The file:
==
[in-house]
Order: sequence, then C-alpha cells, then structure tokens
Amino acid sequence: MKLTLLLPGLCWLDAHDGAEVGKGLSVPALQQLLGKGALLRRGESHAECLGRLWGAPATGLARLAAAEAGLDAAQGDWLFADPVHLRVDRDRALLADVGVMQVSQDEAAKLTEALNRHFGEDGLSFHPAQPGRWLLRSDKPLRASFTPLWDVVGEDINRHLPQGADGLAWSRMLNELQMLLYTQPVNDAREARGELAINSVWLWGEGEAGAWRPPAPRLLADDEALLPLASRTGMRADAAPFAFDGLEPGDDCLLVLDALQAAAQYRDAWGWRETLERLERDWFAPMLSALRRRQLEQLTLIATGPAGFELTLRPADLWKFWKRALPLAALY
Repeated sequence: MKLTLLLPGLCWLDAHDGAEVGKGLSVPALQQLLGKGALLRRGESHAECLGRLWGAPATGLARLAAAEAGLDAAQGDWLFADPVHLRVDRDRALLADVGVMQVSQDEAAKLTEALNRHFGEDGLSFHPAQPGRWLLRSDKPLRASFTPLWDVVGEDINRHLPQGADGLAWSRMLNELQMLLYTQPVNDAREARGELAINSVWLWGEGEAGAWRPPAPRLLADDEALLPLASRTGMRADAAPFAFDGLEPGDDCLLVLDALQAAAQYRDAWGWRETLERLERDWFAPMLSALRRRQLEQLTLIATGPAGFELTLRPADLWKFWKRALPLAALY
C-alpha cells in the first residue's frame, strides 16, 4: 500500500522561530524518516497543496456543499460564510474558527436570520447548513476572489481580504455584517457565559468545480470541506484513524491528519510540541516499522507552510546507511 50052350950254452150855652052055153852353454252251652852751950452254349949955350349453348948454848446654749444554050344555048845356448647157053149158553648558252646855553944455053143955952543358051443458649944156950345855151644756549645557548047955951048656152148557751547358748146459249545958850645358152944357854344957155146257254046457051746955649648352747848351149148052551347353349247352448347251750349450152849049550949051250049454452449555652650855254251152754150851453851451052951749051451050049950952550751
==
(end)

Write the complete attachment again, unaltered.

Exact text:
[in-house]
Order: sequence, then C-alpha cells, then structure tokens
Amino acid sequence: MKLTLLLPGLCWLDAHDGAEVGKGLSVPALQQLLGKGALLRRGESHAECLGRLWGAPATGLARLAAAEAGLDAAQGDWLFADPVHLRVDRDRALLADVGVMQVSQDEAAKLTEALNRHFGEDGLSFHPAQPGRWLLRSDKPLRASFTPLWDVVGEDINRHLPQGADGLAWSRMLNELQMLLYTQPVNDAREARGELAINSVWLWGEGEAGAWRPPAPRLLADDEALLPLASRTGMRADAAPFAFDGLEPGDDCLLVLDALQAAAQYRDAWGWRETLERLERDWFAPMLSALRRRQLEQLTLIATGPAGFELTLRPADLWKFWKRALPLAALY
Repeated sequence: MKLTLLLPGLCWLDAHDGAEVGKGLSVPALQQLLGKGALLRRGESHAECLGRLWGAPATGLARLAAAEAGLDAAQGDWLFADPVHLRVDRDRALLADVGVMQVSQDEAAKLTEALNRHFGEDGLSFHPAQPGRWLLRSDKPLRASFTPLWDVVGEDINRHLPQGADGLAWSRMLNELQMLLYTQPVNDAREARGELAINSVWLWGEGEAGAWRPPAPRLLADDEALLPLASRTGMRADAAPFAFDGLEPGDDCLLVLDALQAAAQYRDAWGWRETLERLERDWFAPMLSALRRRQLEQLTLIATGPAGFELTLRPADLWKFWKRALPLAALY
C-alpha cells in the first residue's frame, strides 16, 4: 500500500522561530524518516497543496456543499460564510474558527436570520447548513476572489481580504455584517457565559468545480470541506484513524491528519510540541516499522507552510546507511 50052350950254452150855652052055153852353454252251652852751950452254349949955350349453348948454848446654749444554050344555048845356448647157053149158553648558252646855553944455053143955952543358051443458649944156950345855151644756549645557548047955951048656152148557751547358748146459249545958850645358152944357854344957155146257254046457051746955649648352747848351149148052551347353349247352448347251750349450152849049550949051250049454452449555652650855254251152754150851453851451052951749051451050049950952550751